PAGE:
Two Lockheed Martin F-35A Lightning II stealth fighters, known as AF-1 and AF-2, fly side-by-side during a May 11 test flight near Fort Worth, Texas, in preparation for the fighters’ ferry flight to Edwards Air Force Base, Calif., on May 17. (Photo: David Drais, Lockheed Martin)
17 May 2010, EDWARDS AIR FORCE BASE, Calif., -- Two Lockheed Martin [NYSE: LMT] F-35A Lightning II stealth fighters flew nonstop from their final-assembly site in Fort Worth, Texas, to Edwards Air Force Base, Calif., today, signaling a further expansion of F-35 flight test operations. The arrival is the first in a series that will increase the Edwards F-35 test fleet to at least eight aircraft.
U.S. Air Force Test Pilot Lt. Col. Hank “Hog” Griffiths and Lockheed Martin Chief Test Pilot Jon Beesley flew the jets, known as AF-1 and AF-2, nonstop in the first multi-ship, long-range F-35 flight.
“The ferry flight went very smoothly, and reflects how the Air Force and Lockheed Martin will work cooperatively as we enter long-term F-35 testing at Edwards,” Beesley said. During the jets’ deployment to Edwards, the F-35s will undergo ground- and flight-test activities for propulsion, aerial refueling, logistical support, weapons integration and flight-envelope expansion.
“Through rigorous flight testing we are developing dominant and lethal 5th generation fighter capability for America and her allies,” said Doug Pearson, Lockheed Martin vice president of F-35 test and verification. “This historic moment at Edwards Air Force Base begins the planned expansion of F-35 flight test to a third permanent operating location. Lockheed Martin F-35A flight testing is a highly integrated partnership with the United States Air Force.” Three F-35s are currently undergoing flight trials at Naval Air Station Patuxent River, Md., the primary test site for the F-35B short takeoff/ vertical landing variant and the F-35C carrier variant. F-35s have conducted more than 200 test flights, with six additional test aircraft scheduled to begin flying and deploying to the two test sites this year.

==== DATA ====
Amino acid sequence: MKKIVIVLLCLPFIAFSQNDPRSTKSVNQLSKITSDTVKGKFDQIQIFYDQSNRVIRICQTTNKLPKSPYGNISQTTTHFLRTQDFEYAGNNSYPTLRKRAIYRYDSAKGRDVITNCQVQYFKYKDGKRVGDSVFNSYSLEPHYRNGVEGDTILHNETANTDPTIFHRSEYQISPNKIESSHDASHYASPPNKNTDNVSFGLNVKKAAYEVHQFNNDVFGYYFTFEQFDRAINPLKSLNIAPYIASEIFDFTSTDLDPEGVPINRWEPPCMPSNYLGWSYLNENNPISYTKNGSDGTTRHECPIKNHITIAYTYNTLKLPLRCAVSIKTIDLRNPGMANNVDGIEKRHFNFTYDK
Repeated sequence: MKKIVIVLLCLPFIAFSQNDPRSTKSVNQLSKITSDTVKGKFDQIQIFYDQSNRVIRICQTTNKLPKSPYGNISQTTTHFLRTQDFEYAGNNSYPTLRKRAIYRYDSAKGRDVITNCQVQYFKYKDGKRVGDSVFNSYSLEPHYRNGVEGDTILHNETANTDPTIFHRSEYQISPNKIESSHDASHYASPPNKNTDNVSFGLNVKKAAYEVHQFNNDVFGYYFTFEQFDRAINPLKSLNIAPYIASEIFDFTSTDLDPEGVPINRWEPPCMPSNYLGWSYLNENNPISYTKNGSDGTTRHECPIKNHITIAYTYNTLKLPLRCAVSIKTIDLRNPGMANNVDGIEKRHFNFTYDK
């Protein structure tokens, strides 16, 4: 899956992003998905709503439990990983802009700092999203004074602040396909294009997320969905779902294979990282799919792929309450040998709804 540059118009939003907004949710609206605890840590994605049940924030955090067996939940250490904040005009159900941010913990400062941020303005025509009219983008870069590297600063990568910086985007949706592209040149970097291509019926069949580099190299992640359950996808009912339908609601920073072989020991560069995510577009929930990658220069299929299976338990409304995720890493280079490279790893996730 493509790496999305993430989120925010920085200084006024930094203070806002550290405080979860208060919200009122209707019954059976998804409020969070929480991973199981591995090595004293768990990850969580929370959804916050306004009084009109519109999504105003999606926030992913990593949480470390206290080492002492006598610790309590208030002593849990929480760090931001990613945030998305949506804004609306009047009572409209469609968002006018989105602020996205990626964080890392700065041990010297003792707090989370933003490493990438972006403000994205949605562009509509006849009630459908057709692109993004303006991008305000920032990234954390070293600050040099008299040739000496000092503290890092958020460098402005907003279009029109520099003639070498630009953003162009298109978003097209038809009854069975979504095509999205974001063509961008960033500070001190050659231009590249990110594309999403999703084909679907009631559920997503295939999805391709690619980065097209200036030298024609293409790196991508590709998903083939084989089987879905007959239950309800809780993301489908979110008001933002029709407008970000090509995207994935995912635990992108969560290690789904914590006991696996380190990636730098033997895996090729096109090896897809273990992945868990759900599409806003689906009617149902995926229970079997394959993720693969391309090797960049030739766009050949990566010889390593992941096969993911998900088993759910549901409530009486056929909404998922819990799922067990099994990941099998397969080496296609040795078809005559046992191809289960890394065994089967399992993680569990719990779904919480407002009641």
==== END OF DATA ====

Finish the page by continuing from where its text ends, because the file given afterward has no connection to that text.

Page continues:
The F-35A conventional takeoff and landing (CTOL) variant – designed to meet U.S. Air Force requirements – is also the primary export version of the Lightning II. The air forces of Italy, the Netherlands, Turkey, Canada, Australia, Denmark and Norway will employ the F-35A.
F-35 test aircraft are supported by the F-35 Autonomic Logistics Information System (ALIS) and managed by the Lockheed Martin F-35 Sustainment Operations Center in Fort Worth. ALIS is the worldwide support system reporting and recording the prognostics and health of all F-35s around the globe to ensure mission readiness.
The F-35 Lightning II is a 5th generation fighter, combining advanced stealth with fighter speed and agility, fully fused sensor information, network-enabled operations, advanced sustainment, and lower operational and support costs. Lockheed Martin is developing the F-35 with its principal industrial partners, Northrop Grumman and BAE Systems. Two separate, interchangeable F-35 engines are under development: the Pratt & Whitney F135 and the GE Rolls-Royce Fighter Engine Team F136.
Headquartered in Bethesda, Md., Lockheed Martin is a global security company that employs about 136,000 people worldwide and is principally engaged in the research, design, development, manufacture, integration and sustainment of advanced technology systems, products and services. The Corporation reported 2009 sales of $45.2 billion.
John R. Kent